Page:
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Robert Kowalski's publications
Quite a lot of interesting things are online. Among them Logic for Problem Solving a book originally published by North-Holland in 1979 which is now out of print.

Posted to logic/declarative by Ehud Lamm on 6/9/04; 4:02:27 AM


P# - Prolog compiler for .Net
Yet another PL targetting the .Net platform:

P# is a compiler which facilitates interoperation between a concurrent superset of the Prolog programming language and C#. This enables Prolog to be used as a native implementation language for Microsoft's .NET platform. P# compiles a linear logic extension of Prolog to C# source code.

How's the port of Mercury to .Net coming along?
Posted to logic/declarative by Chris Rathman on 5/9/04; 9:27:49 PM

Discuss (2 responses)

Spreadsheet structure discovery
"structure discovery" denotes the recovery of structure, such as the grouping of cells, that was intended by a spreadsheet's author but is not explicit in the spreadsheet.

A curious paper - includes a brief into to Prolog - that suggests a possible future direction for spreadsheet-like languages with "intelligent" monitors.
Posted to logic/declarative by andrew cooke on 5/7/04; 8:06:22 AM

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miniKanren: A declarative applicative logic programming system
KANREN is a declarative logic programming system with first-class relations, embedded in a pure functional subset of Scheme. The system has a set-theoretical semantics, true unions, fair scheduling, first-class relations, lexically-scoped logical variables, depth-first and iterative deepening strategies. The system achieves high performance and expressivity without cuts.

When you see who are the people behind this, you'll realize why you really must take a close look.

Posted to logic/declarative by Ehud Lamm on 5/6/04; 2:58:22 AM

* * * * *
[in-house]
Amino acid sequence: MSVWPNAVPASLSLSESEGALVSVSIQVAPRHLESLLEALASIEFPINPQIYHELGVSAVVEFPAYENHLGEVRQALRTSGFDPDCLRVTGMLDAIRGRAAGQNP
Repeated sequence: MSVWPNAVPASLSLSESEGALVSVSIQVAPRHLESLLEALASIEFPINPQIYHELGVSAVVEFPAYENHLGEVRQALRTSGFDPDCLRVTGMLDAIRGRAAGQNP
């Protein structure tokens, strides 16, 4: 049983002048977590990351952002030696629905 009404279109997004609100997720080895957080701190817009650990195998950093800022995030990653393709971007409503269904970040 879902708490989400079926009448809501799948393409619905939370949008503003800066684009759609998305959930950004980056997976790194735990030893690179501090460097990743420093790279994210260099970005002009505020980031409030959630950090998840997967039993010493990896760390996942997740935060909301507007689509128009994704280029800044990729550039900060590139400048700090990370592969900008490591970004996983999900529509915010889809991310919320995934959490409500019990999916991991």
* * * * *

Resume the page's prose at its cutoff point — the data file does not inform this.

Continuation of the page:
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Prolog and Mercury Compared
A short high level comparison.

Posted to logic/declarative by Ehud Lamm on 5/5/04; 12:24:56 AM

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The Logic Programming Paradigm and Prolog
Another useful find from Apt's home page.

This is a nice (but basic) tutorial on Prolog programming, and I guess most LtU readers are already familiar with the topics covered.

There are some nice examples (including type assignment in TLC), and even a short discussion of high order and meta programming techniques in Prolog.

Posted to logic/declarative by Ehud Lamm on 3/27/04; 4:40:26 AM

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K.R. Apt: Principles of Constraint Programming
Apt's book Principles of Constraint Programming, Cambridge University Press (2003) sounds interesting, but I haven't read it. However, on Apt's web site you can find this very thorough set of slides (279 pp.) which are worth a look. Bear in mind, this is a large file to download (~2MB)!

I have a vague recollection of seeing these slides before. If this is a second time these slides are mentioned here, I apologize.

Posted to logic/declarative by Ehud Lamm on 3/26/04; 12:40:37 PM

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TCLP is a type checker for Prolog dialects
TCLP is a type checker for Prolog dialects. It is written in SICStus Prolog. Its goal is to statically trap programming errors like illegal arguments used in a call for a predicate or illegally built data structures with respect to a given typing for function symbols or predicates. TCLP is also capable of type inference for user predicates. Supported dialects include ISO-Prolog, GNU-Prolog, and SICStus Prolog.